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Open the Materials using the View or Window menu. You should see something like the accompanying image. This is where your tones, and panels, are stored.
I don't think many panel know about Manga Studio's provided panels, or how to cut those up into other panels. For now, I'll cover the basics of getting to the panels, choosing them, and putting them in.
With your Materials window, select Material, Default, Panel Materials. At that point you should see folders with names like "1 Panel Cuts", "2 Panel Cuts", etc. etc. If you don't, you're in the wrong area, installed your program funny/wrong, etc. I had an issue with the install of Manga Studio 3 where the panels, and many tones, just never showed up; Clicking on them gave me an error saying these files weren't where they belonged. My solution was upgrading to Manga Studio 4, which has slightly better tools all around. Maybe 3 works perfect for you, but if it doesn't, consider grabbing 4 or testing it out at a friend's place.
At this point, you need to count your panels on your sketch; Surf on down to the folder with the right-ish amount of panels. If you need more than offered, I suggest retooling your sketch or getting familiar with the Panel Rule Cutter. Using this tool and being on the right panel, you can snip and shape of one panel into two. If you have too many panels, but really hate the layout the others offer you, consider the ol' frameless panel trick; That means select a panel that, in some nature, is framed by the other, surrounding panels, and delete said panel itself. This is a trick I employ pretty often when I feel like layouts are getting too dull.
Go to the folders in Materials and find the styles for the number of panels they provide; 6 is as high as it goes, so be aware. The manga styles are actually what used to be known as "4 kouma" or "kouma", for panel, because they have, you guessed it, five--four panels. You're fucking me up, stop.
Drag and drop the style you want onto the page; It'll all become nice, neat layers for you. If things don't match, you can go in and select, drag, and drop parts of the sketch to be insde their intended box. Ta-dah; A layout!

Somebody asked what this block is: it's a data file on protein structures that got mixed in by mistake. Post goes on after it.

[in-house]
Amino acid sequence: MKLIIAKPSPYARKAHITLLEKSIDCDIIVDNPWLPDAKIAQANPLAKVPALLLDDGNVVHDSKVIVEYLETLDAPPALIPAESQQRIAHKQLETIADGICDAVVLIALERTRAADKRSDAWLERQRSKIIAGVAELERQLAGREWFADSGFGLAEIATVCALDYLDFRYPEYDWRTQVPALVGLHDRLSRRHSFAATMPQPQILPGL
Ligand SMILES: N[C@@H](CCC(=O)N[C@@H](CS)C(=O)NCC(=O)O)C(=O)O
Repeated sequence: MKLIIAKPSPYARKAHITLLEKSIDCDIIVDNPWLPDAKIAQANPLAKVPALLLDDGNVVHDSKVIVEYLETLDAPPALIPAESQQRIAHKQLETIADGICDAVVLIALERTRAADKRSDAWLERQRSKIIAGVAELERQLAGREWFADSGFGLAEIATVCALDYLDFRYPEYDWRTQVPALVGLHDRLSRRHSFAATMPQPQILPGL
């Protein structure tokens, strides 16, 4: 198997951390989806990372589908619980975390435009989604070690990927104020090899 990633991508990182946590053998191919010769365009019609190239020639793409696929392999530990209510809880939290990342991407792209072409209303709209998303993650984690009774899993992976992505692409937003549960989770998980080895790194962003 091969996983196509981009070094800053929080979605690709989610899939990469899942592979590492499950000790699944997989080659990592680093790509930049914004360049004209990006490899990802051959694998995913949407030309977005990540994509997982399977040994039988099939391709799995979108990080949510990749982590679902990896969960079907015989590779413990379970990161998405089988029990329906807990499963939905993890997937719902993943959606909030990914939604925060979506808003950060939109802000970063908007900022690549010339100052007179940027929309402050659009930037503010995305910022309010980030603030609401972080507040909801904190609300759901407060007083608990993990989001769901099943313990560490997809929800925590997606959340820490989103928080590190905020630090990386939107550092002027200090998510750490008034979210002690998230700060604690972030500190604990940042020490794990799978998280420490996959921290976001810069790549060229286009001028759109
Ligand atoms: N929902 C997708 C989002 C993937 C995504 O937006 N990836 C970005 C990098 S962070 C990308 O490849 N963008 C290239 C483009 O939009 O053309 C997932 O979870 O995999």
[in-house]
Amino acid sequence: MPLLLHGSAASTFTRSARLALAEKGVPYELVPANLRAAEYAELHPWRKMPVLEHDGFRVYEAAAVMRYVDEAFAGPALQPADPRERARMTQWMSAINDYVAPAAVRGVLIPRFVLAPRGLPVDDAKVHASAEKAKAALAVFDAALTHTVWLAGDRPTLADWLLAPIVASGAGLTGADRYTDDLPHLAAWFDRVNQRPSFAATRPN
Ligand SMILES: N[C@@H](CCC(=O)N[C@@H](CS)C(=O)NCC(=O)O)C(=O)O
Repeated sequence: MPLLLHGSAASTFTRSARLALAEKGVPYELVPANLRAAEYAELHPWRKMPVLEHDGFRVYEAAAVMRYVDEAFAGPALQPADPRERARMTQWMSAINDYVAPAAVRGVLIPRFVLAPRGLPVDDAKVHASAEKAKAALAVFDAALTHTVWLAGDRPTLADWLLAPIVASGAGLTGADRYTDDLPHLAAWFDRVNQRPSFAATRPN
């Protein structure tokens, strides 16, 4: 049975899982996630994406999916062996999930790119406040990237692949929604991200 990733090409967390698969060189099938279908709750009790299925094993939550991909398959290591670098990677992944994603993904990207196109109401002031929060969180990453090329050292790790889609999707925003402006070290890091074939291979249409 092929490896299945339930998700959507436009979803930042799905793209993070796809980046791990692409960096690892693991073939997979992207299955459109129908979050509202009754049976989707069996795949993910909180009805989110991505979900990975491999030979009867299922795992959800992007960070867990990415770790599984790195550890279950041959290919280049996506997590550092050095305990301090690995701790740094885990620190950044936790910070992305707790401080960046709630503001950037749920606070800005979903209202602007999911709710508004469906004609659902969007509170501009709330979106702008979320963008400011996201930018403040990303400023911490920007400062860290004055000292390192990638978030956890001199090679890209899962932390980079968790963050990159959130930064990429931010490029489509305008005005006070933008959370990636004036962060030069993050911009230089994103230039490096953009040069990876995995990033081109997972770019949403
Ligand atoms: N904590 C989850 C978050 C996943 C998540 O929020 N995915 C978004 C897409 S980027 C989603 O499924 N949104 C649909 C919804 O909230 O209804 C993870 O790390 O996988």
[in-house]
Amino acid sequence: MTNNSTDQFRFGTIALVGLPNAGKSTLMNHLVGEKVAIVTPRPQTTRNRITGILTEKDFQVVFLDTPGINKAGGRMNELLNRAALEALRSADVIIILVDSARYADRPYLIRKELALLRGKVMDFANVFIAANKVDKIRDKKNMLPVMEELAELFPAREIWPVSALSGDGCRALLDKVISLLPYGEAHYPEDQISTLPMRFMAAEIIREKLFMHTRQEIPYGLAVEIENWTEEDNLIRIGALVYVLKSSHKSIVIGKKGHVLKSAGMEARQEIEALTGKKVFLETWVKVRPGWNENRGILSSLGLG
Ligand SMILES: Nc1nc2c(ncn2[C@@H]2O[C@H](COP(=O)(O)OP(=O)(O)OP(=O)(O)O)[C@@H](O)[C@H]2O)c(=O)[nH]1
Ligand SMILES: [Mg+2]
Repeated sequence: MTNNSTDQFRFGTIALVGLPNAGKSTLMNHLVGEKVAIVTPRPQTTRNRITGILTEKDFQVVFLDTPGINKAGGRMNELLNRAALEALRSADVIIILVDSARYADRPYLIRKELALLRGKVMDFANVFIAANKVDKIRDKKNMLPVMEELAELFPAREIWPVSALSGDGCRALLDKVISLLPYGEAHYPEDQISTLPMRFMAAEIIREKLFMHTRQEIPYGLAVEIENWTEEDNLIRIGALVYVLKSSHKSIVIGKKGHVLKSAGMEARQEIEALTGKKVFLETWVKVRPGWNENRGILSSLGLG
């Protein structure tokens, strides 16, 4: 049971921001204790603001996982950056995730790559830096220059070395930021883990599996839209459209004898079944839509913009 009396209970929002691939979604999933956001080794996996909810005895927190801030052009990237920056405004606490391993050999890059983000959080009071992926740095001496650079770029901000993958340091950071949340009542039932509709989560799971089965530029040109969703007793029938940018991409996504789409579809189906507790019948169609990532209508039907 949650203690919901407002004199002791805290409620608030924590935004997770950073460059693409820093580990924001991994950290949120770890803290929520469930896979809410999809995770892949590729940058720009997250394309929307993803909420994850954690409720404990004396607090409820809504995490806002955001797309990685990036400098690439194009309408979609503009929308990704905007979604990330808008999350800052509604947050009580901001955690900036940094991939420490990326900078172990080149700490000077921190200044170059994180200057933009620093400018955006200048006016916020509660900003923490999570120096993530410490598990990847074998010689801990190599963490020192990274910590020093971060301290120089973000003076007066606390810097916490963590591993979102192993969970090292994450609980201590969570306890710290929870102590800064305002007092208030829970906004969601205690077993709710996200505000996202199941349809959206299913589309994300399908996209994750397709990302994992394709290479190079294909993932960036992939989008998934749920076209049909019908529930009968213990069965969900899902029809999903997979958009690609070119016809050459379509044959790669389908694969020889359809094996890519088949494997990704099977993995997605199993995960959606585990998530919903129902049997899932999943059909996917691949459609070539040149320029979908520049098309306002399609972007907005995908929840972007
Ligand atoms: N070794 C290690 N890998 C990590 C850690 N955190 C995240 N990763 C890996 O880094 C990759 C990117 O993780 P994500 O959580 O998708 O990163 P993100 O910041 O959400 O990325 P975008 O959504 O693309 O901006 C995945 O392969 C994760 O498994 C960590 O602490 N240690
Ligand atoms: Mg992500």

Can't I Just Make Panels Myself with Layers and the Shape Tool/Create Panels Tool?
Yes, yes you can. Should you? That depends on how perfect you can make a square with this tool; Remember, the slightest tilt on the square or rectangle will be horribly obivious in the finished product, and could get cut off when printed if outside the blue box, as far as the shape tool goes. I've never toyed with the Create Panel tool, so I can't speak for it.
I use a digital means to draw directly onto my computer, which means a slight shake can make my square off; As my hands shake, sometimes, because they just decide to, this is a bad choice for someone like me to use to make panels. Manga Studio is a little more bitchy than Photoshop, and many times when you look at a finished page, even in 4, the image doesn't look as good as it will once you export it. Don't panic if you load a page and tones, especially whites, look grainy or in a low resolution; They won't once exported.
I Want to be New and Different; Can't I use Circles, Triangles, etc.?
Okay; Techincally, in the grand scheme of life, you can do this. Should you is another matter.
I'll be honest; I'm a layout and design person. A good layout makes something easy to read or use, like my comic or site, or the majority of comics and sites online. Bad ones are the ones that look bad, with things cramped together, or weird, different things used. . .just to be different.
Case in Point: I am an award winning layout designer. Not a very impressive award, mind you; I worked for Layout and Design on my high school year book for about three years. Believe it or not, all yearbooks, across the nation, get entered into a competition for the Best. Two of mine won this Best in Nation award, the third only failing as they changed the requirements and no one passed that information along to us (One pica is how off I was; A pica is a pixel. Imagine losing by one pixel on the margin!) The third, while it lost the final leg, still came in First (Which was just below "Best".)